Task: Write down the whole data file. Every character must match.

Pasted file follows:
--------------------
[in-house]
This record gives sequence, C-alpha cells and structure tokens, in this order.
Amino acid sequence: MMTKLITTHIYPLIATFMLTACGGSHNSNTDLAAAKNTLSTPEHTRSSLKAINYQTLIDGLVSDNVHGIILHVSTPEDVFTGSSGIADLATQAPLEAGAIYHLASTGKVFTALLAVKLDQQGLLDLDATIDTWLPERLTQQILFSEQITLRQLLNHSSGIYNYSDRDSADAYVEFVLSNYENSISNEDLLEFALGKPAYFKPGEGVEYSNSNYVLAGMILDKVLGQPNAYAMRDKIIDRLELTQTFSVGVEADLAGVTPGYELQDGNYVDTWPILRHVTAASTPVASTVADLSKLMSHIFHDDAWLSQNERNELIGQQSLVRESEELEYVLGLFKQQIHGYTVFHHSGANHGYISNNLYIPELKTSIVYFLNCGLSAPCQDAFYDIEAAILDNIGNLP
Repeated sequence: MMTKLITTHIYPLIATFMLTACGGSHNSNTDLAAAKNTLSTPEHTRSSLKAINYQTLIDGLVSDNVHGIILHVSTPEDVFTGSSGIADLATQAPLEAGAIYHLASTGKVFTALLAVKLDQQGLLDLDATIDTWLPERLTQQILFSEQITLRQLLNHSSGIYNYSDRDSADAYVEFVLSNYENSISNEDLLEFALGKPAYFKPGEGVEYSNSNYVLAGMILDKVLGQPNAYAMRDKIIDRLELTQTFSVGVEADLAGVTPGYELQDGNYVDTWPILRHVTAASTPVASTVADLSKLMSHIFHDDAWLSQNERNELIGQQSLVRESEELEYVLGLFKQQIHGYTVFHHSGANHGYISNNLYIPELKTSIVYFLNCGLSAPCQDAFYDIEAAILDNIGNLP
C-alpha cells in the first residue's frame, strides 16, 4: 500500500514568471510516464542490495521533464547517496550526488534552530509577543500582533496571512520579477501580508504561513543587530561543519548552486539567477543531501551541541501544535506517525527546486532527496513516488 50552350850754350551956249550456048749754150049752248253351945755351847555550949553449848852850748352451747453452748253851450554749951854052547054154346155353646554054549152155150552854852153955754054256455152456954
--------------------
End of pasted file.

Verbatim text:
[in-house]
This record gives sequence, C-alpha cells and structure tokens, in this order.
Amino acid sequence: MMTKLITTHIYPLIATFMLTACGGSHNSNTDLAAAKNTLSTPEHTRSSLKAINYQTLIDGLVSDNVHGIILHVSTPEDVFTGSSGIADLATQAPLEAGAIYHLASTGKVFTALLAVKLDQQGLLDLDATIDTWLPERLTQQILFSEQITLRQLLNHSSGIYNYSDRDSADAYVEFVLSNYENSISNEDLLEFALGKPAYFKPGEGVEYSNSNYVLAGMILDKVLGQPNAYAMRDKIIDRLELTQTFSVGVEADLAGVTPGYELQDGNYVDTWPILRHVTAASTPVASTVADLSKLMSHIFHDDAWLSQNERNELIGQQSLVRESEELEYVLGLFKQQIHGYTVFHHSGANHGYISNNLYIPELKTSIVYFLNCGLSAPCQDAFYDIEAAILDNIGNLP
Repeated sequence: MMTKLITTHIYPLIATFMLTACGGSHNSNTDLAAAKNTLSTPEHTRSSLKAINYQTLIDGLVSDNVHGIILHVSTPEDVFTGSSGIADLATQAPLEAGAIYHLASTGKVFTALLAVKLDQQGLLDLDATIDTWLPERLTQQILFSEQITLRQLLNHSSGIYNYSDRDSADAYVEFVLSNYENSISNEDLLEFALGKPAYFKPGEGVEYSNSNYVLAGMILDKVLGQPNAYAMRDKIIDRLELTQTFSVGVEADLAGVTPGYELQDGNYVDTWPILRHVTAASTPVASTVADLSKLMSHIFHDDAWLSQNERNELIGQQSLVRESEELEYVLGLFKQQIHGYTVFHHSGANHGYISNNLYIPELKTSIVYFLNCGLSAPCQDAFYDIEAAILDNIGNLP
C-alpha cells in the first residue's frame, strides 16, 4: 500500500514568471510516464542490495521533464547517496550526488534552530509577543500582533496571512520579477501580508504561513543587530561543519548552486539567477543531501551541541501544535506517525527546486532527496513516488 50552350850754350551956249550456048749754150049752248253351945755351847555550949553449848852850748352451747453452748253851450554749951854052547054154346155353646554054549152155150552854852153955754054256455152456954